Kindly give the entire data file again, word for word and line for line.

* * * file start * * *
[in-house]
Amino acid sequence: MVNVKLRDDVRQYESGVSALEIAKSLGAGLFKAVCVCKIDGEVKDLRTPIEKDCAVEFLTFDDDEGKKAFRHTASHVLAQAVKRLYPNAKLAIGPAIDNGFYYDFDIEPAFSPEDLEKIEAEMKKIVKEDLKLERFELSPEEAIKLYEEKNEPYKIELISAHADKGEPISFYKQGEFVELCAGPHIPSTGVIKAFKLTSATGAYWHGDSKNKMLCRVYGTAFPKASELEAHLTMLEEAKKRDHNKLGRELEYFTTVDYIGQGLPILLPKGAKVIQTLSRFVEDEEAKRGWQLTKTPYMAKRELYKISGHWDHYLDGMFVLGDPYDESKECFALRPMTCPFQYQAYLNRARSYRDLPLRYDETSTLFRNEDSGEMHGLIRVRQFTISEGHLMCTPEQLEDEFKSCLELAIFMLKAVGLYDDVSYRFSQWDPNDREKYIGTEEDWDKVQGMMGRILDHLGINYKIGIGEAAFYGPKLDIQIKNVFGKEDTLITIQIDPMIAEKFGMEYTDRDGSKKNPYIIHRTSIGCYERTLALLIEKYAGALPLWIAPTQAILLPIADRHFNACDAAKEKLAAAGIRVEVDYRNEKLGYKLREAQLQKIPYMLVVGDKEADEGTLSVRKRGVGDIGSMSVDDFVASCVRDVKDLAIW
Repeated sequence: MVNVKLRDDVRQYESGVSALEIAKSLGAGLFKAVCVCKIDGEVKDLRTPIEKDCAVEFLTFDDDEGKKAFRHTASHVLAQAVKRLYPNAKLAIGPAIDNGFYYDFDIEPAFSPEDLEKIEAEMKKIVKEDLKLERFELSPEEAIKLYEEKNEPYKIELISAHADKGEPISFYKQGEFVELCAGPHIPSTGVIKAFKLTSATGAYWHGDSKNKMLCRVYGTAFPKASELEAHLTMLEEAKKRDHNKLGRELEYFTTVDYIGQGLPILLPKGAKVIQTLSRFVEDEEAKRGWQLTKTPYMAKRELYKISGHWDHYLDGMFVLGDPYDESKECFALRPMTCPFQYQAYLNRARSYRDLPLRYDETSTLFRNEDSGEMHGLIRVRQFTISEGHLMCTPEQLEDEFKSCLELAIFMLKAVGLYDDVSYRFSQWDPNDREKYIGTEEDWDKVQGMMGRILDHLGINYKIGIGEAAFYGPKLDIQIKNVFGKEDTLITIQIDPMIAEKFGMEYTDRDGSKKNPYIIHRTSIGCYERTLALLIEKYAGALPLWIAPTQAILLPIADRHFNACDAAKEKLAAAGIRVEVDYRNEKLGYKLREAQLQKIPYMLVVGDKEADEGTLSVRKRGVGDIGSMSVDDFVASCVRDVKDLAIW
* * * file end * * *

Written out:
[in-house]
Amino acid sequence: MVNVKLRDDVRQYESGVSALEIAKSLGAGLFKAVCVCKIDGEVKDLRTPIEKDCAVEFLTFDDDEGKKAFRHTASHVLAQAVKRLYPNAKLAIGPAIDNGFYYDFDIEPAFSPEDLEKIEAEMKKIVKEDLKLERFELSPEEAIKLYEEKNEPYKIELISAHADKGEPISFYKQGEFVELCAGPHIPSTGVIKAFKLTSATGAYWHGDSKNKMLCRVYGTAFPKASELEAHLTMLEEAKKRDHNKLGRELEYFTTVDYIGQGLPILLPKGAKVIQTLSRFVEDEEAKRGWQLTKTPYMAKRELYKISGHWDHYLDGMFVLGDPYDESKECFALRPMTCPFQYQAYLNRARSYRDLPLRYDETSTLFRNEDSGEMHGLIRVRQFTISEGHLMCTPEQLEDEFKSCLELAIFMLKAVGLYDDVSYRFSQWDPNDREKYIGTEEDWDKVQGMMGRILDHLGINYKIGIGEAAFYGPKLDIQIKNVFGKEDTLITIQIDPMIAEKFGMEYTDRDGSKKNPYIIHRTSIGCYERTLALLIEKYAGALPLWIAPTQAILLPIADRHFNACDAAKEKLAAAGIRVEVDYRNEKLGYKLREAQLQKIPYMLVVGDKEADEGTLSVRKRGVGDIGSMSVDDFVASCVRDVKDLAIW
Repeated sequence: MVNVKLRDDVRQYESGVSALEIAKSLGAGLFKAVCVCKIDGEVKDLRTPIEKDCAVEFLTFDDDEGKKAFRHTASHVLAQAVKRLYPNAKLAIGPAIDNGFYYDFDIEPAFSPEDLEKIEAEMKKIVKEDLKLERFELSPEEAIKLYEEKNEPYKIELISAHADKGEPISFYKQGEFVELCAGPHIPSTGVIKAFKLTSATGAYWHGDSKNKMLCRVYGTAFPKASELEAHLTMLEEAKKRDHNKLGRELEYFTTVDYIGQGLPILLPKGAKVIQTLSRFVEDEEAKRGWQLTKTPYMAKRELYKISGHWDHYLDGMFVLGDPYDESKECFALRPMTCPFQYQAYLNRARSYRDLPLRYDETSTLFRNEDSGEMHGLIRVRQFTISEGHLMCTPEQLEDEFKSCLELAIFMLKAVGLYDDVSYRFSQWDPNDREKYIGTEEDWDKVQGMMGRILDHLGINYKIGIGEAAFYGPKLDIQIKNVFGKEDTLITIQIDPMIAEKFGMEYTDRDGSKKNPYIIHRTSIGCYERTLALLIEKYAGALPLWIAPTQAILLPIADRHFNACDAAKEKLAAAGIRVEVDYRNEKLGYKLREAQLQKIPYMLVVGDKEADEGTLSVRKRGVGDIGSMSVDDFVASCVRDVKDLAIW